“Yes, we do know protocol well, Lunul.”
I noted the edge of irritation in Rexines’ voice, but the youthful court-har only made a gesture of thanks and closed the reed-door again. Rexines let out a sigh, adjusting his robes with the elegant fingers that could produce such evocative music from his instrument.
“You really don’t mind?” I said as I padded over to him.
“No,” he admitted, welcoming my lips to his with a low murmur of pleasure.
We shared breath for a short time, a token gift of flesh to accompany the gift of artistry. He was a not-infrequent rooning partner of mine, but neither of us felt drawn to become chesna. As we headed to the raft, I pondered that in silence.
Our ways made sense to me, of course; Froia are communal for the most part, with a hierarchy obvious to those of us who live in Orense and the surrounding smaller enclaves. Those of higher caste were observant and intuitive and had selected the few hara elevated to the rank of theruna. They tended to live alone. Those in the household of the Braga lived with him, and the rest of us had our own small reed-houses, though there were some groupings that vaguely echoed what would have been described as a family in human terms. Only a few harlings had been conceived– nearly all of us had been incepted and found our way to the peaceful, demure clan that hid away in the rushes. We danced and made music, studied caste magic, wrote, fashioned gold jewelry of exquisite beauty and complexity, and were told of events out in the rest of the world by visiting hara. There were almost no Froia who had tasted the bittersweet wish for exclusivity implied in a chesna bond, though as the years had passed, we’d seen more than a few in other tribes.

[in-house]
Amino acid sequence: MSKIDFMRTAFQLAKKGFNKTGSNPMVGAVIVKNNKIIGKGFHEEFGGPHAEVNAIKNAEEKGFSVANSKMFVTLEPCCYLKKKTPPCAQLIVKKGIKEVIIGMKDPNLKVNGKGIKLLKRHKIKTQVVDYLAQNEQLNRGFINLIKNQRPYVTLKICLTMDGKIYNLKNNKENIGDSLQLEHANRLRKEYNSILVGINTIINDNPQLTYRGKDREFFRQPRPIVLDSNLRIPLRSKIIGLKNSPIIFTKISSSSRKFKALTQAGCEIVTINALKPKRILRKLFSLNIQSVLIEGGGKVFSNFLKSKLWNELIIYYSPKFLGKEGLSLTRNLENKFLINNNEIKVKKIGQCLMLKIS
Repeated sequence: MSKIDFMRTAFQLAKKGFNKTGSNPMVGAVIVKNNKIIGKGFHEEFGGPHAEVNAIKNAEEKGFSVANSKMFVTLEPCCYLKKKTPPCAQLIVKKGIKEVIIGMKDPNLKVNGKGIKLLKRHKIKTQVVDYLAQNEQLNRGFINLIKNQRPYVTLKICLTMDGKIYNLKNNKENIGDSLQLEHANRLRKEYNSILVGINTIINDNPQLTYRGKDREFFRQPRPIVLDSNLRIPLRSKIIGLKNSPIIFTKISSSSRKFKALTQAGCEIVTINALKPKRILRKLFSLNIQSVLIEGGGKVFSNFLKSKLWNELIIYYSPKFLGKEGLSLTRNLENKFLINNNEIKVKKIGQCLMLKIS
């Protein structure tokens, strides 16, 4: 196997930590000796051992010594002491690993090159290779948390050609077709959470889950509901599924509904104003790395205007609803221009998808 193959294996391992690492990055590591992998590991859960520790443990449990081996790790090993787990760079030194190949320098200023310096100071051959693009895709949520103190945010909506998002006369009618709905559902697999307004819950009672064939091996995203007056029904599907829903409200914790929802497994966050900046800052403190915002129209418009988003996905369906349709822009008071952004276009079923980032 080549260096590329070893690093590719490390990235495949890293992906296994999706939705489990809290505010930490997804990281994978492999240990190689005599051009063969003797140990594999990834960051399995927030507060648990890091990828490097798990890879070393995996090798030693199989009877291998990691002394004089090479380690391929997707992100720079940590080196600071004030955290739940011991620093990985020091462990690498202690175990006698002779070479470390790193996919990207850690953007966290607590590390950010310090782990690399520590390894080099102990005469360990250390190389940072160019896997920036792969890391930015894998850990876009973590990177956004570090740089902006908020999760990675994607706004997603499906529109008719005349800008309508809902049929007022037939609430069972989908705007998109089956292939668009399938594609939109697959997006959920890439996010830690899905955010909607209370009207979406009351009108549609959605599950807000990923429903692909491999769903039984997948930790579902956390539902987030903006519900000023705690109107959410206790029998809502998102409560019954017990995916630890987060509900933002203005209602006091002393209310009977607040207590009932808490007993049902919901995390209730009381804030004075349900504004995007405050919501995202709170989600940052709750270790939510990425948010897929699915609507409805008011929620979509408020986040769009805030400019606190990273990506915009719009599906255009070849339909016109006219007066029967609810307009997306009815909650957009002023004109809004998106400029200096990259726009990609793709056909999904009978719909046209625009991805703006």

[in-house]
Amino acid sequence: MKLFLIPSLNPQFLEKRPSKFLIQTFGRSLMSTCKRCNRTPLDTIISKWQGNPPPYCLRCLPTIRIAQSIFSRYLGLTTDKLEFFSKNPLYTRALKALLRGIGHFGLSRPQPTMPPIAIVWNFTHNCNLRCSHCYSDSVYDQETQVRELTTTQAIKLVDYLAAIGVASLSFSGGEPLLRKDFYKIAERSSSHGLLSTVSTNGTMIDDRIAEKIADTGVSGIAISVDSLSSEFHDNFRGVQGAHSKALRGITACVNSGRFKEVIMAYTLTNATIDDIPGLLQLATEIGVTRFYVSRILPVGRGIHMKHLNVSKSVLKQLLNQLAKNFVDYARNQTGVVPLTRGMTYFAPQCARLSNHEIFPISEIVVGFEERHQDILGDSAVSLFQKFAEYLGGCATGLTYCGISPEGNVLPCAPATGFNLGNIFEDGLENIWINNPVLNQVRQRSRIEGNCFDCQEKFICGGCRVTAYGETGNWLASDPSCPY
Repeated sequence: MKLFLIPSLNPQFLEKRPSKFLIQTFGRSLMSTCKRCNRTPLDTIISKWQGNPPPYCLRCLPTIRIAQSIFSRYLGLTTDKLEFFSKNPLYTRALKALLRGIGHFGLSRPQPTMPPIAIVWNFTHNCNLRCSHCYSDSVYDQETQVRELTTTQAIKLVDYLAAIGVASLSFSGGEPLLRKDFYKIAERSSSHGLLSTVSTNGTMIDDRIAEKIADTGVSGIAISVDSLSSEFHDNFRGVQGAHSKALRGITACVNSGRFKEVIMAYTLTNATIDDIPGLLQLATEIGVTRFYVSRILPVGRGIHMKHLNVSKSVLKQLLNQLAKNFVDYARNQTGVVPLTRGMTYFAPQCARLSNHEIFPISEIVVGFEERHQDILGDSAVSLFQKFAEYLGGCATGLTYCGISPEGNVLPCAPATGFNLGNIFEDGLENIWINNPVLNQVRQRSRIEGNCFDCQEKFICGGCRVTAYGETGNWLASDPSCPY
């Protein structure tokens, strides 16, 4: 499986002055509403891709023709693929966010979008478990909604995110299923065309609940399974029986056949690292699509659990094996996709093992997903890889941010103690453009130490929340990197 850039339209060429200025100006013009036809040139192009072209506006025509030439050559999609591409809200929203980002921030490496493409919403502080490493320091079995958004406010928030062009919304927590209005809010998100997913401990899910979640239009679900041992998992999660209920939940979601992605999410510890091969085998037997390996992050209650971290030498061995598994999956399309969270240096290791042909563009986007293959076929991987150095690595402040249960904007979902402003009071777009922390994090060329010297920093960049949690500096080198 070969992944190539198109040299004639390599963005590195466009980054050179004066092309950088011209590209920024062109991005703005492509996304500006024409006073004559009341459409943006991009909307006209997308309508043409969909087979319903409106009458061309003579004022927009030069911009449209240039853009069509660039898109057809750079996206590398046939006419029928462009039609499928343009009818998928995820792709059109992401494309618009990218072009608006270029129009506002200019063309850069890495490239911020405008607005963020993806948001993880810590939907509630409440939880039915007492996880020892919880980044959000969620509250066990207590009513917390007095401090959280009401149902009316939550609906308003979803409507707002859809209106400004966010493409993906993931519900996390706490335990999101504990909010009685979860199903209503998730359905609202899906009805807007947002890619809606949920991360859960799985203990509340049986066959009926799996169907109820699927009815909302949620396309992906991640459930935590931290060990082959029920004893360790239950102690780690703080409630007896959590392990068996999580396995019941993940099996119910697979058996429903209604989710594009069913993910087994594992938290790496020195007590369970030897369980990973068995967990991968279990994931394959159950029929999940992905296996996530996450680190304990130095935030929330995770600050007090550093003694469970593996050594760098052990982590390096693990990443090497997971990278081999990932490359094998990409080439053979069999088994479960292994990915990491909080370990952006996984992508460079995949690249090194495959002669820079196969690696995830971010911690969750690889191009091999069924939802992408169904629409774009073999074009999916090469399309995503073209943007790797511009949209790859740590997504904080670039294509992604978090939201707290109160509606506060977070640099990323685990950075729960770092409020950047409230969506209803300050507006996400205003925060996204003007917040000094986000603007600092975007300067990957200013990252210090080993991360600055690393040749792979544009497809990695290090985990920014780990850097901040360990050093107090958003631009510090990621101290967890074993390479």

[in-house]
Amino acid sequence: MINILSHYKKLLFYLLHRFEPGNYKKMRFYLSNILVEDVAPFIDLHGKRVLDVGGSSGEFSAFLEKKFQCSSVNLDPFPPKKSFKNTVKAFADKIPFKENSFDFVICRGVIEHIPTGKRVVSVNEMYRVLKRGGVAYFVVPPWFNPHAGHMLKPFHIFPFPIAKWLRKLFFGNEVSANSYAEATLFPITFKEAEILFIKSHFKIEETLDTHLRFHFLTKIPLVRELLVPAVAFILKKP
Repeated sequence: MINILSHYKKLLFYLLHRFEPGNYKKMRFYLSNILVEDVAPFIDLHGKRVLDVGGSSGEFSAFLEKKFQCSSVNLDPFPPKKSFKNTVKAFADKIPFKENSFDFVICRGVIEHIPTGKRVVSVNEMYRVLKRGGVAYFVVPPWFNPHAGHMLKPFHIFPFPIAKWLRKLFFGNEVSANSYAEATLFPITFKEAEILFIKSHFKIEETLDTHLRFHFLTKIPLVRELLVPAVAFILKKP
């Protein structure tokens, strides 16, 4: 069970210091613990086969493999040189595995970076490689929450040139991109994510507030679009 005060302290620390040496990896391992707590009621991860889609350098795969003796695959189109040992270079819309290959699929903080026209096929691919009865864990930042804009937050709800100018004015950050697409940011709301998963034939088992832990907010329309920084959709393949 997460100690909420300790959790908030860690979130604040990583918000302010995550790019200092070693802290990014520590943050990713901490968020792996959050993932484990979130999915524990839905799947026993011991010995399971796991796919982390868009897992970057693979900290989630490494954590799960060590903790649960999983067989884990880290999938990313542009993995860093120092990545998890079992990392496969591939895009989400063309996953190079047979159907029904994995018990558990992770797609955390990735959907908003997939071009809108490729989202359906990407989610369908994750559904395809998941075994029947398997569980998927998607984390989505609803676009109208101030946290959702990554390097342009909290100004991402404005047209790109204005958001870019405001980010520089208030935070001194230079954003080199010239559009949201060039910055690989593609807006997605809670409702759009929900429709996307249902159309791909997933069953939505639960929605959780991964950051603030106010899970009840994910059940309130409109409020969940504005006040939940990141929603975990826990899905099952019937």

Rexines and I took turns rowing the hour or so to the shore where the alien hara would be found.
“Three days to wait,” Rexines murmured, evaluating the back of his left hand. “I’m surprised the Braga didn’t send us out yesterday.”
“Maybe he was being prudent?” I suggested.
“If they had any kind of harmful intent, he’d have let them wait until they gave up,” Rexines said confidently. “I’m thinking I should get a tattoo,” he went on, stretching out his arm so that his hand was now in front of my face while I rowed.
“Yes. A crane. Like Scarab’s. It’s not a literal drawing, but more symbolic.”
I made a noncommittal noise. “Given the number of rings Scarab seems to have collected and wears on his hands, I’m surprised that you noticed the tattoo at all,” I said, smirking.